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I have continued to press for the victims of the contaminated blood scandal – where people were given contaminated blood via the NHS during the 1970s and 80s – and we have secured another concession from the Government. Through our campaigning we have secured legal aid for those submitting evidence to the enquiry.

However, I wanted more details from the minister on if a cap would be in place. The minister said it was for the lawyers to decide what a reasonable level would be. I will continue to press for further details as we go forward as people need assurances that they will be supported through this difficult process.

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The contaminated blood scandal, which took place in the NHS during the 1970s and early 1980s, has destroyed lives across the country and Delyn is no exception to that. I helped to create the All Party Parliamentary Group for Contaminated Blood – under the leadership of my colleague Diana Johnson MP – to ensure that those affected had a voice in parliament and to press the Government to go further than they otherwise would have done.

Before Christmas it was announced that an inquiry would be launched, finally giving the individuals and their families some form of justice and closure. But there have been worrying signs over the direction this inquiry is taking so today the All Party Group requested an Urgent Question on the Government’s plans.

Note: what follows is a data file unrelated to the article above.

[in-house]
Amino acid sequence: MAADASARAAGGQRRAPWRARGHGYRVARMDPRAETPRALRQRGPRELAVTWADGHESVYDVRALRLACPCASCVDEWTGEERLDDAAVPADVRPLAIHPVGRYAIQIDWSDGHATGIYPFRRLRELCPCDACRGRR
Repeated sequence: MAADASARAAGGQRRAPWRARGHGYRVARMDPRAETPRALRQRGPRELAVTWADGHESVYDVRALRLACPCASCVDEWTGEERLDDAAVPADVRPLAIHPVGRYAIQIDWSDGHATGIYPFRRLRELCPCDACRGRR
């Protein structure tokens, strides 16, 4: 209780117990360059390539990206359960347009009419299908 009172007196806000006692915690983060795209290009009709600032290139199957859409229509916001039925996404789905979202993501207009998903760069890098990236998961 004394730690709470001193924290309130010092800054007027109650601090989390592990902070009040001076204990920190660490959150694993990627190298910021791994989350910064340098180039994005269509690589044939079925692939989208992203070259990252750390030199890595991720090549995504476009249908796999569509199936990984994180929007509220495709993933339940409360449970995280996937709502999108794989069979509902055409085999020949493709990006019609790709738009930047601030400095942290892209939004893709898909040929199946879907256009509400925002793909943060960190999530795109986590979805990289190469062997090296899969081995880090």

I wanted assurances from the minister that the judge appointed to the inquiry would be full time and I also asked when this process of selection will be complete. Disappointingly the minister stated that she was unable to answer my question and will write to me in the future. Those who have been impacted by this scandal, and I, would have hoped for the Government to know basic questions like this. I will continue to press until clarity of position is made.

By David Hanson MP / Latest News / / 0 Comments

I welcomed the decision from the minority Government to address the contaminated blood scandal. This decision was announced yesterday after the All-Party Parliamentary Group on Haemophilia and Contaminated Blood, which I’m a member of, successfully secured an Urgent Debate on the floor of the House of Commons.

The contaminated blood scandal dates back over 45 years and in that time it is estimated that 2,500 people have so far died because of this failure. The cause of the scandal was the use of contaminated blood products – mainly sourced from the United States as the UK had a shortage of blood donors – which were administered to people who then became infected with blood viruses such Hepatitis C, HIV and a number of other life altering diseases.

The scandal took place in every nation of the UK and there has been a long campaign – including calls from the Welsh Assembly Government in January this year – for the UK Government to implement a UK wide inquiry. Read more “Contaminated Blood Scandal Inquiry”